Step 4 (Compute the Malmquist Productivity Index). There are many different methods that could be used to measure the distance function, which makes up the Malmquist productivity index. These required distance functions can be calculated using either mathematical programming or econometric techniques. The extended VIKOR method to construct Malmquist indices defining distance function based on separation measures is used in the empirical part of this study. So, the Malmquist index is defined using the proposed distance function. An alternative definition of Malmquist productivity index can be presented as the Malmquist productivity index based on separation measure of each alternative from the ideal solution in which distance and the most inferior distance to the positive ideal solution are combined (). The distance function makes it possible to describe a multiinput, multioutput production technology and does not require the profit maximization or cost minimization assumption. So, the distance function () is presented as a combination of distance to the positive ideal solution () and the most inferior distance to the positive ideal solution (). In the present paper the Malmquist productivity index will be defined using this distance function.
To define a proposed distance function, there is a sample of firms using inputs and outputs in the time period . Using these inputs and outputs data, we calculate the distance and most inferior distance of each firm to the positive ideal solution, () and (), respectively. Afterwards, is defined as a combination of () and (). Multiple inputs and multiple outputs production technology may be defined using the set, , which represents the set of all vectors, , which can be produced using the () and () vectors, and in the time period . That is, The proposed distance function is less than or equal to one (i.e., ), if and only if belongs to the production possibility set of , (i.e., ). Note that the distance function is equal to the unit (i.e., ), if belongs to the “frontier” of the production possibility set. A firm is considered technically efficient if the distance function equals one.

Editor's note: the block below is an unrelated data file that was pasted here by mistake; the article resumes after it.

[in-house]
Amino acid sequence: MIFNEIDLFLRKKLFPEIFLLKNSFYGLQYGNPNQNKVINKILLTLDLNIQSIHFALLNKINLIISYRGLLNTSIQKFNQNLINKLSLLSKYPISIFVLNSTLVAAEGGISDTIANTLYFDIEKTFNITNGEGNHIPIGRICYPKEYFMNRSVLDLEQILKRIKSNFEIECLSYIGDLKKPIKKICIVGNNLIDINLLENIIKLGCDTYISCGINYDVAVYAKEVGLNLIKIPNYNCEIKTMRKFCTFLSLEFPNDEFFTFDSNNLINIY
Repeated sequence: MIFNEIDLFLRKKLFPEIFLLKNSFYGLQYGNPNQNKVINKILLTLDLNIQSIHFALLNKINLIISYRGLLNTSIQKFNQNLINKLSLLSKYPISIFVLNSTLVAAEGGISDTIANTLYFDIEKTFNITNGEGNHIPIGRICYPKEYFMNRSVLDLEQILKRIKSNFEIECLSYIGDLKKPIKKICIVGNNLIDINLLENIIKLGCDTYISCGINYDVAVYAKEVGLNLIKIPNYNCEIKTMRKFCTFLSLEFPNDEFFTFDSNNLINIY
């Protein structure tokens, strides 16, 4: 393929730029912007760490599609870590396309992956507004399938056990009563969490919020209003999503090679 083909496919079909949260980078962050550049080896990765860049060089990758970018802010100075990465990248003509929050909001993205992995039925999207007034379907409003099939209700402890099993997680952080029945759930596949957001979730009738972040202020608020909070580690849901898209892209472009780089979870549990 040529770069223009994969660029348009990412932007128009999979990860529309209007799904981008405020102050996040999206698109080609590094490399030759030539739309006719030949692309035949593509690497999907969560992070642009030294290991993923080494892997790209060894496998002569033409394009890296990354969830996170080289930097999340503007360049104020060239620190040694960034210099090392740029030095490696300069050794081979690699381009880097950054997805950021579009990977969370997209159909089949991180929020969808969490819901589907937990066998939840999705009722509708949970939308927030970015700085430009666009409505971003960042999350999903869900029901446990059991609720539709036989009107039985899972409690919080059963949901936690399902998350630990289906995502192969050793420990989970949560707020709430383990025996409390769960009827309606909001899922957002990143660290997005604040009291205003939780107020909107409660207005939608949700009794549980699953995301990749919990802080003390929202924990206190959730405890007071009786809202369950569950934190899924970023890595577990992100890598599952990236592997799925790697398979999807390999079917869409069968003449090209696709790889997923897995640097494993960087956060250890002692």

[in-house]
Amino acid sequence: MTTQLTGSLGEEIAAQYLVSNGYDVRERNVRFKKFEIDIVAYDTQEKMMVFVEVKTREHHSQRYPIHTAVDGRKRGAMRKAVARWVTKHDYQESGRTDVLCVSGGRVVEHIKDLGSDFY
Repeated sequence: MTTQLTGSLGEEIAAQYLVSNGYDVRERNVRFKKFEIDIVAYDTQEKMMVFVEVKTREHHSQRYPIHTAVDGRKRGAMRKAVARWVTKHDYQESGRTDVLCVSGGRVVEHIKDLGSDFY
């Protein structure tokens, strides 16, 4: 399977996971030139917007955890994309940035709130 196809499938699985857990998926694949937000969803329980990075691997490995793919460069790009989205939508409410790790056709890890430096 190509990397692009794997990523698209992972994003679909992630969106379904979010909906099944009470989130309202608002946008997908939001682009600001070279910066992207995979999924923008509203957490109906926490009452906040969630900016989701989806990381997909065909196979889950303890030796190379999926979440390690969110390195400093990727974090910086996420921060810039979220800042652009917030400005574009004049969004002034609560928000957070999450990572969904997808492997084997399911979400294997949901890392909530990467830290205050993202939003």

The proposed distance function and production possibility are shown in Figure 2, where and are produced using .
To construct the VIKOR-based Malmquist productivity index for adjacent periods and MADM problem with interval numbers, it is needed to calculate eight different proposed distance functions, , , , , , , , and .
In this section using the extended VIKOR method, we present an interval Malmquist productivity index. At first time we should evaluate the anti-ideal firm distance for each of time periods and . Taking time period as the reference period, and are measured as proposed distance function.
Similarly, it can be seen that we can obtain the anti-ideal firm distance for time periods and taking time period as the reference period ( and ).
Suppose that, and are the lower and upper bounds of the interval . Then distance interval is denoted by .
Similarly, using instead of , we get the interval distance as .
The interval distance for mixed period measures is given as follows.
The interval distance for is given as , and similarly, using instead of , we get the interval distance for as . We know that the Malmquist productivity index can be decomposed into two components and is defined as follows: Note that we obtain an interval for each of factors in above formula. Measuring the Malmquist index as an interval for any firm, the lower and upper bounds of Malmquist productivity index are given as follows: where the first component measures the change in technical efficiency. The value of efficiency variations for each alternative will be related to one interval that the lowest and highest values of this interval computed as follows: And the second component measures the technology frontier shift between time periods and . The value of technology variations for each alternative will be related to one interval that the lowest and highest values of this interval computed as follows: Now we have
Describing Interval Malmquist Productivity Index. For describing the interval M.P.I, the following relations are considered:(1)If , then did not have progress and regression.(2)If , then did have progress.(3)If , then did have regression.(4)If , then is applied to determine the progress or regression for as shown in
(i)If , then the percent of progress is more than the regression.(ii)If , then the percent of regression is more than the progress.
4. Numerical Example
In this section, we intend to apply the above proposed model to validate and verify our methodology in one illustration example. In this study, we consider ten bank branches of decision maker with respect to their performance in two-time periods (2004-2005). Also, we gather and analyze the efficient indices that can be influence on their efficiency. The exact definition of input and output variables in banking is a disputable issue . There are two main approaches to the choice of how to measure the flow of services provided by banks. The majority of banking studies can be categorized as users of the intermediation model or of the production model. The intermediation approach characterizes banks as financial intermediaries whose function is to collect funds in the form of deposits and other lendable funds and to offer them as loans or other assets that earn income (Figure 3). With this approach, the data is typically assumed to be in the numbers of dollars of loans, deposits, or insurance in force .